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Originally Posted by Golfingdad

If you are playing for a push draw and you hit a straight draw, you are left of your target.  If you are playing for a straight draw and hit a pull draw, you are left of your target.  If the "slight" is the same amount on both shots, then you are exactly the same amount left of the target on both shots.  There is no difference.

I am obviously no expert.   However, for me if I align my body to the right I have a tendency to come over the top. Slight pull was the wrong way for me to describe it.  I would tend to hit an over the top pull hook, or as ssssshhhhaaank.  For me the miss left is worse if aiming the body to the right.

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I personally prefer a push draw because when I set up square to the target line, I can see the target better.  If I have to set up to the right of the target, the target is a bit behind me and I just don't feel like I'm as well connected to the target, if that makes sense.

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Originally Posted by cipher

I am obviously no expert.   However, for me if I align my body to the right I have a tendency to come over the top. Slight pull was the wrong way for me to describe it.  I would tend to hit an over the top pull hook, or as ssssshhhhaaank.  For me the miss left is worse if aiming the body to the right.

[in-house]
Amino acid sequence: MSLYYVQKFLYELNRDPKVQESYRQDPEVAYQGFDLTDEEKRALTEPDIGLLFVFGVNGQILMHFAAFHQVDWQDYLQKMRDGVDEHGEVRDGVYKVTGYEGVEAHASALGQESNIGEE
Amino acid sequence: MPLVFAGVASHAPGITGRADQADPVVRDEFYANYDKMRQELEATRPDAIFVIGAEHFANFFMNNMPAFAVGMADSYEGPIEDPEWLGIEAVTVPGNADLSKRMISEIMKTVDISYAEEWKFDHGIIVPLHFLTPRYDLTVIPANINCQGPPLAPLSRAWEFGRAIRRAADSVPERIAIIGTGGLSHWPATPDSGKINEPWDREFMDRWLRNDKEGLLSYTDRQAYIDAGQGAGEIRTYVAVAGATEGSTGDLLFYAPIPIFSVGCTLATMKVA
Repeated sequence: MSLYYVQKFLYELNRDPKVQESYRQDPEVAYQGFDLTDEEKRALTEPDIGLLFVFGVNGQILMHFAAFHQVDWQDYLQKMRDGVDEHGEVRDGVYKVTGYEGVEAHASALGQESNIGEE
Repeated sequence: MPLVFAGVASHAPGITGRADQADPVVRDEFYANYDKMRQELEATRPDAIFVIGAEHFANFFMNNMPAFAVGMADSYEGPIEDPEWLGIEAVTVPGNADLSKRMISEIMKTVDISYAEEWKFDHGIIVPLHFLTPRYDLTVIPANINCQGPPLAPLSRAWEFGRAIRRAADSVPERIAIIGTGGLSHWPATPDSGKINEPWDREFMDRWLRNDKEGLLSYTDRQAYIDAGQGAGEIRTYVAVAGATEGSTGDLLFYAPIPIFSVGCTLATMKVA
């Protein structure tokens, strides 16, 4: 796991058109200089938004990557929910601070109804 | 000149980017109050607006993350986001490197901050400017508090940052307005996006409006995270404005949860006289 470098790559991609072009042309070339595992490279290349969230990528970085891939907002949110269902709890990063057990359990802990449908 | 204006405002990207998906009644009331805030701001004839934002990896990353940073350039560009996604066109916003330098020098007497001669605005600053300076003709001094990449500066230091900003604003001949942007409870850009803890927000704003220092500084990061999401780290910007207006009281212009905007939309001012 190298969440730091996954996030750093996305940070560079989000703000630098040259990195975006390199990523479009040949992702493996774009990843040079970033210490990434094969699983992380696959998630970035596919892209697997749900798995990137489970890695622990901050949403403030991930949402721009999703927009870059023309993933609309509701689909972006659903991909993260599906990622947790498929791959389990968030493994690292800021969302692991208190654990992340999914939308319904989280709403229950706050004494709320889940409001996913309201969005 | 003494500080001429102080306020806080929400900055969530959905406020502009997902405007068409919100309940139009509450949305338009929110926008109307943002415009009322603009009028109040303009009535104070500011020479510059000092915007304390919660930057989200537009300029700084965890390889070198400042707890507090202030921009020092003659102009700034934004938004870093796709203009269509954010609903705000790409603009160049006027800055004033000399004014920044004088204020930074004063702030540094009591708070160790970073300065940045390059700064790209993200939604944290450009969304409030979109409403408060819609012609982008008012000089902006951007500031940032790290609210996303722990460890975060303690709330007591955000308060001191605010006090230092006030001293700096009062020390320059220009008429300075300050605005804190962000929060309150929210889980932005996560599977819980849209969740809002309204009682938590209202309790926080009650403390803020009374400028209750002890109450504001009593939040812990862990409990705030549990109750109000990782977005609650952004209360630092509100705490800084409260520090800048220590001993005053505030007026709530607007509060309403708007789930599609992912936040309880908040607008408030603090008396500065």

Originally Posted by David in FL

I personally prefer a push draw because when I set up square to the target line, I can see the target better.  If I have to set up to the right of the target, the target is a bit behind me and I just don't feel like I'm as well connected to the target, if that makes sense.

I bolded what I think is important.  Physics-wise, (please somebody correct me if I'm wrong :)) there is no difference.  Whatever is easiest, or most comfortable to each person is what matters.

For the record, I think the push-draw is more appealing to me for basically the same reason as David ... plus one more:

If I'm playing a push draw, I don't have to worry about screwing myself up before I hit the ball.  I align myself to the target and as long as the amount of push and draw match each other, I'm ending up at my target.  But I don't really need to know exactly how much draw that will be, could be 1 yard, could be 10.  If I'm playing a straight draw or a pull draw, then I need to know EXACTLY how much I intend to draw it to pick my start line.